As many as 300,000 Rohingya Muslims could flee violence in northwestern Myanmar to neighbouring Bangladesh, UN officials say, warning of a funding shortfall for emergency food supplies for the desperate refugees.
According to estimates issued by UN workers in Bangladesh’s border region of Cox’s Bazar, arrivals since the latest bloodshed started two weeks ago have already reached 146,000.
Numbers are difficult to establish with any certainty because of the turmoil as Rohingya escape operations by Myanmar’s military.
However, UN officials have raised their estimate of the total expected refugees from 120,000 to 300,000, said Dipayan Bhattacharyya, who is Bangladesh spokesman for the World Food Programme (WFP).
“They are coming in nutritionally deprived, they have been cut off from a normal flow of food for possibly more than a month,” he told Reuters news agency. “They were definitely visibly hungry, traumatised.”
The surge of refugees, many sick or wounded, has strained the resources of aid agencies and communities that are already helping hundreds of thousands displaced by previous waves of violence in Myanmar. Many have no shelter, and aid agencies are racing to provide clean water, sanitation and food.
Bhattacharyya said the refugees were now arriving by boat as well as crossing the land border at numerous points.
Another UN worker in the area cautioned the estimates were not “hard science” given the chaos and lack of access to the area on the Myanmar side, where the military is still conducting its “clearance operation”.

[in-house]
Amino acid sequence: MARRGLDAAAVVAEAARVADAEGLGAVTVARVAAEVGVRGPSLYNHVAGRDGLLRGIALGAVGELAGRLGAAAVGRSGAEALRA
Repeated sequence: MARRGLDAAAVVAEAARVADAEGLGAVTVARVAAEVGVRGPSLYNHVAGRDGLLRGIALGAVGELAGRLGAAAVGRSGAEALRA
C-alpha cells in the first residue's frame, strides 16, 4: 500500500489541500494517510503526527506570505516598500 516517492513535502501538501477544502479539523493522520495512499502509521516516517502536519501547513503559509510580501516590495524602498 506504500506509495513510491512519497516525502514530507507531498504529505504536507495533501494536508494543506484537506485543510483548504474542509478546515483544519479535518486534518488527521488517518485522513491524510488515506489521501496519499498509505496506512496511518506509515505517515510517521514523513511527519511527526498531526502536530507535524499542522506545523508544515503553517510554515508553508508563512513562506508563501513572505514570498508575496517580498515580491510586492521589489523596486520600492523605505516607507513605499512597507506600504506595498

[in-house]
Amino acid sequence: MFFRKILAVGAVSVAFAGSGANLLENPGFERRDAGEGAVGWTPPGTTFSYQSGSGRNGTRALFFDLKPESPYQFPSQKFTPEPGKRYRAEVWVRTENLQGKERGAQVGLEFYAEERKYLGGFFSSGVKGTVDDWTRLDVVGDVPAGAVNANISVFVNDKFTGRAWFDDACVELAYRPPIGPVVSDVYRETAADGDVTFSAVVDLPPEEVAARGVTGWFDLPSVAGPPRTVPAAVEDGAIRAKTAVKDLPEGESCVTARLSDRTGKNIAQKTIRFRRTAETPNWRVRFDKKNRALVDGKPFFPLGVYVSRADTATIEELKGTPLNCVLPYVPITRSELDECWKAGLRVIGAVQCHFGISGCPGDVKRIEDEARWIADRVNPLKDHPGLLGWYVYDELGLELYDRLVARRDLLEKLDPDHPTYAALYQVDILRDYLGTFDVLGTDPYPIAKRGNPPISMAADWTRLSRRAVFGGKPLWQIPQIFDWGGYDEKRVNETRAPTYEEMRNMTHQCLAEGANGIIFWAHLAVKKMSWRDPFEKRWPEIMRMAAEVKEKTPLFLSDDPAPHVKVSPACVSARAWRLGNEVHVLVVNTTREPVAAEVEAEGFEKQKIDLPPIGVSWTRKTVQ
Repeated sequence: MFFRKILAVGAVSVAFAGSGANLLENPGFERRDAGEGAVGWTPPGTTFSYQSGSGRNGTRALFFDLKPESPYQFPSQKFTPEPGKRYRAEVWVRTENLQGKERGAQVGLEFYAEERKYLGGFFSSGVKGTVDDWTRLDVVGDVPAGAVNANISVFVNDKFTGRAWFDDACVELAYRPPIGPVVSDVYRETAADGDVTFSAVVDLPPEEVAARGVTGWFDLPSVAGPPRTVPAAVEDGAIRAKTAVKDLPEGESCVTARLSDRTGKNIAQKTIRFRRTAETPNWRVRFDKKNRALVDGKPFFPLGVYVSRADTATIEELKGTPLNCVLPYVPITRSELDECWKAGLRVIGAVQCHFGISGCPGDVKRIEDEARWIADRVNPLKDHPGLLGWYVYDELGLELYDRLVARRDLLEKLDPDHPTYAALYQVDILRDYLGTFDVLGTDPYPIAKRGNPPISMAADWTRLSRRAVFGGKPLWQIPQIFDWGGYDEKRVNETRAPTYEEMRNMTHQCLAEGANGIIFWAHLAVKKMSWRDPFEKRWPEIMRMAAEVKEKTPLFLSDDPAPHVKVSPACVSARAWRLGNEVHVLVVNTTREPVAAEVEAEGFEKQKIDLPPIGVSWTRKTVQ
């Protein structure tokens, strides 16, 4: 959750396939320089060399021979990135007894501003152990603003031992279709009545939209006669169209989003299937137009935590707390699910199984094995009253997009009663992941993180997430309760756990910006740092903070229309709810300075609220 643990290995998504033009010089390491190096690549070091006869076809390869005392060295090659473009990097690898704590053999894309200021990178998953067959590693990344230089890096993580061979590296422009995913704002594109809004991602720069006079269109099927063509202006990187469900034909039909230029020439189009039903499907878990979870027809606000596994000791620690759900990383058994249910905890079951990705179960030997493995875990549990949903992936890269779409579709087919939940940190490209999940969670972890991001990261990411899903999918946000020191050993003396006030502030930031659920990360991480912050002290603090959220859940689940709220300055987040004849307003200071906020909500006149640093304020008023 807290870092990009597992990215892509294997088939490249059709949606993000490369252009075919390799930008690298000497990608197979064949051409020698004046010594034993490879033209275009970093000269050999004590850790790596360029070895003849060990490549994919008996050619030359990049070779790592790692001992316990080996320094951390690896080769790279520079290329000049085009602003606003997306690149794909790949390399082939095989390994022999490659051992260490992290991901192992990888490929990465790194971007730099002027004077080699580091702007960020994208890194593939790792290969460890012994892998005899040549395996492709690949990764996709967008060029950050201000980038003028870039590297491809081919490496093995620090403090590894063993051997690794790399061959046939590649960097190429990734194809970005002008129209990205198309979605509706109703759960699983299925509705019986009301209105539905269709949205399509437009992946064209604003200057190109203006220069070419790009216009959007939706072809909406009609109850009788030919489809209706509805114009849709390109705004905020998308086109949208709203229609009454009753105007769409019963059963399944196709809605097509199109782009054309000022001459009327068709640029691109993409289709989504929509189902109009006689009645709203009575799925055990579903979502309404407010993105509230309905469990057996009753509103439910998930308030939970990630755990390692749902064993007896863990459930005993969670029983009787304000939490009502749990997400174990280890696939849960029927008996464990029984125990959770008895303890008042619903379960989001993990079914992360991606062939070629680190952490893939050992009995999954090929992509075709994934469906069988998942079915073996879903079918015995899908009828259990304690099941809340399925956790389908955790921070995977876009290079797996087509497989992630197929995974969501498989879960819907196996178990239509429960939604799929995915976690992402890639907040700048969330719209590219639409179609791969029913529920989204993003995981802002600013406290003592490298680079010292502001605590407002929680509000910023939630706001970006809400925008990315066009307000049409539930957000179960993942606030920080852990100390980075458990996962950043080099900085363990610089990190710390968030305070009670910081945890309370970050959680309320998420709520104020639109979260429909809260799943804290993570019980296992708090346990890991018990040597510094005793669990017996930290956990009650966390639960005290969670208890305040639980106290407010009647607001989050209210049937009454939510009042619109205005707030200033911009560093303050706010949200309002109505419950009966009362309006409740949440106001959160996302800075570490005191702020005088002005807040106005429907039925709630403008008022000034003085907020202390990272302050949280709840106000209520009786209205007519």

The source added the 300,000 number was probably the worst-case scenario.
The latest violence began when Rohingya fighters attacked dozens of police posts and an army base. The ensuing clashes and a military counter-offensive killed at least 400 people and triggered the mass exodus of villagers to Bangladesh.
An Al Jazeera producer – on a government-arranged visit in Rakhine state – has visited several villages belonging to both Rohingya and non-Muslims.
“She says she’s seen levels of destruction that are unimaginable. All the villages have been destroyed,” reported Al Jazeera’s Florence Looi from Myanmar’s capital, Naypyidaw. “We are hearing reports that fighting is still going on.”
UN spokesman Stephane Dujarric said on Wednesday from New York that the WFP is appealing for $11.3m to support the influx of people and those already living in camps. Dujarric described women and children arriving there as “hungry and malnourished”.
The crisis in restive Rakhine state is the biggest to face Myanmar’s leader Aung San Suu Kyi, and her handling of it has been a source of disillusionment among the democracy champion’s former supporters in the West.
In a statement on Wednesday, she blamed “terrorists” for “a huge iceberg of misinformation” on the strife in Rakhine. She made no mention of the Rohingya who have fled.
Myanmar’s National Security Adviser Thaung Tun said the group that attacked 30 police posts two weeks ago is trying to carve out a separate Muslim state from the Buddhist-majority nation, and the armed forces are using maximum restraint in their operations against them.
Based on the prediction that 300,000 could arrive in Bangladesh, the WFP calculated it would need $13.3m in additional funding to provide high-energy biscuits and basic rice rations for four months.
Bhattacharyya called for donors to meet the shortfall urgently.
“If they don’t come forward now, we may see that these people would be fighting for food among themselves, the crime rate would go up, violence against women and on children would go up,” he said.